Solution

(related to Problem: The Knight-guards)

The smallest possible number of knights with which this puzzle can be solved is fourteen.

It has sometimes been assumed that there are a great many different solutions. As a matter of fact, there are only three arrangements — not counting mere reversals and reflections as different. Curiously enough, nobody seems ever to have hit on the following simple proof or to have thought of dealing with the black and the white squares separately.

Seven knights can be placed on the board on white squares so as to attack every black square in two ways only. These are shown in Diagrams $1$ and $2.$ Note that three knights occupy the same position in both arrangements. It is therefore clear that if we turn the board so that a black square shall be in the top left-hand corner instead of a white, and place the knights in exactly the same positions, we shall have two similar ways of attacking all the white squares. I will assume the reader has made the two last described diagrams on transparent paper and marked them $1a$ and $2a.$ Now, by placing the transparent Diagram $1a$ over $1$ you will be able to obtain the solution in Diagram $3,$ by placing $2a$ over $2$ you will get Diagram $4,$ and by placing $2a$ over $1$ you will get Diagram $5.$ You may now try all possible combinations of those two pairs of diagrams, but you will only get the three arrangements I have given, or their reversals and reflections. Therefore these three solutions are all that exist.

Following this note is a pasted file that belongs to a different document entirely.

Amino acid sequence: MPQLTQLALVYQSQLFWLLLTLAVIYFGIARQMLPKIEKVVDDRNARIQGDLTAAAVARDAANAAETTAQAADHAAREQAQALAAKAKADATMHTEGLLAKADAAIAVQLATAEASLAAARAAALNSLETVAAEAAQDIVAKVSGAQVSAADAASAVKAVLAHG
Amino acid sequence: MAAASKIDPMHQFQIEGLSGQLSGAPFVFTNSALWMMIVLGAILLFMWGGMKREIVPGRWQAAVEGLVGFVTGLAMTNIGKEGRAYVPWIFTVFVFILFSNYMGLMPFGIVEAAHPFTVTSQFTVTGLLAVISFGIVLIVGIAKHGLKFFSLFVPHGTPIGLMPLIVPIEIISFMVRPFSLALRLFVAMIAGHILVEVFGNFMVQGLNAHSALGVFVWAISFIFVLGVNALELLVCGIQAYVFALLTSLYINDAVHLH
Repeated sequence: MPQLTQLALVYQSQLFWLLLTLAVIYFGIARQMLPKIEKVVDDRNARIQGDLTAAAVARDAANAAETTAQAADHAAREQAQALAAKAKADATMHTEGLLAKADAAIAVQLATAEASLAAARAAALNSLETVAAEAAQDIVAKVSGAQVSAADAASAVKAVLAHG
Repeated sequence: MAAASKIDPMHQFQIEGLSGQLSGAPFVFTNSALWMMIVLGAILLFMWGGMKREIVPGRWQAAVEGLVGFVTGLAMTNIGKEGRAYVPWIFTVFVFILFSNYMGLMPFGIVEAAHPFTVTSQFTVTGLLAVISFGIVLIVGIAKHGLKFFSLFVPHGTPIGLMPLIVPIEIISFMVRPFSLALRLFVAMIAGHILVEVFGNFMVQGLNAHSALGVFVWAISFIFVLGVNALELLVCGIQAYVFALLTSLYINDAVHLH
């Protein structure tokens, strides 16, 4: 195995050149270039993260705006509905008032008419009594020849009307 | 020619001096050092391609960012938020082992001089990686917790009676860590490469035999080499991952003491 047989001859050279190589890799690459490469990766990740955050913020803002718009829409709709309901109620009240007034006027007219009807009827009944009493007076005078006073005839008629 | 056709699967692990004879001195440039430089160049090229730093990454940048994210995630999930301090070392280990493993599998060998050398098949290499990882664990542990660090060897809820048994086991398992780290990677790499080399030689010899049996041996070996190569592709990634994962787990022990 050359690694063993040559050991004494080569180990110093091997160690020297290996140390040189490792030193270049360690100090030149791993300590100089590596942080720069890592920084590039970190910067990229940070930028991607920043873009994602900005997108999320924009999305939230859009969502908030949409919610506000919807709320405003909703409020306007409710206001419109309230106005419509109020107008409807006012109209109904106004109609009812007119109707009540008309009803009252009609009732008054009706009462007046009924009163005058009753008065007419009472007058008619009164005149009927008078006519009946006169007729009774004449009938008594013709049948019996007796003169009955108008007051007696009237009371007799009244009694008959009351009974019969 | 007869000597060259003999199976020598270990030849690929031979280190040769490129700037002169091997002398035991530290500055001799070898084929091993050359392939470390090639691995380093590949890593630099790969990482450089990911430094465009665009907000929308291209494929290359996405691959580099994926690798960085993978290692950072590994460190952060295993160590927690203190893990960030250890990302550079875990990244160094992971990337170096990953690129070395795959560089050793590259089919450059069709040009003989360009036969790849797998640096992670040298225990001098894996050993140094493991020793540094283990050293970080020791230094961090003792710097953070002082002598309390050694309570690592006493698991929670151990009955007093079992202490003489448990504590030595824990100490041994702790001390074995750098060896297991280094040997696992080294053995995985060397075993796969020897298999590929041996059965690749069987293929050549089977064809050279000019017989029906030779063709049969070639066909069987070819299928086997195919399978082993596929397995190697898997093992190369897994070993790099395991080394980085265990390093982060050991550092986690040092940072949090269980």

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References

Project Gutenberg

1. Dudeney, H. E.: "Amusements in Mathematics", The Authors' Club, 1917

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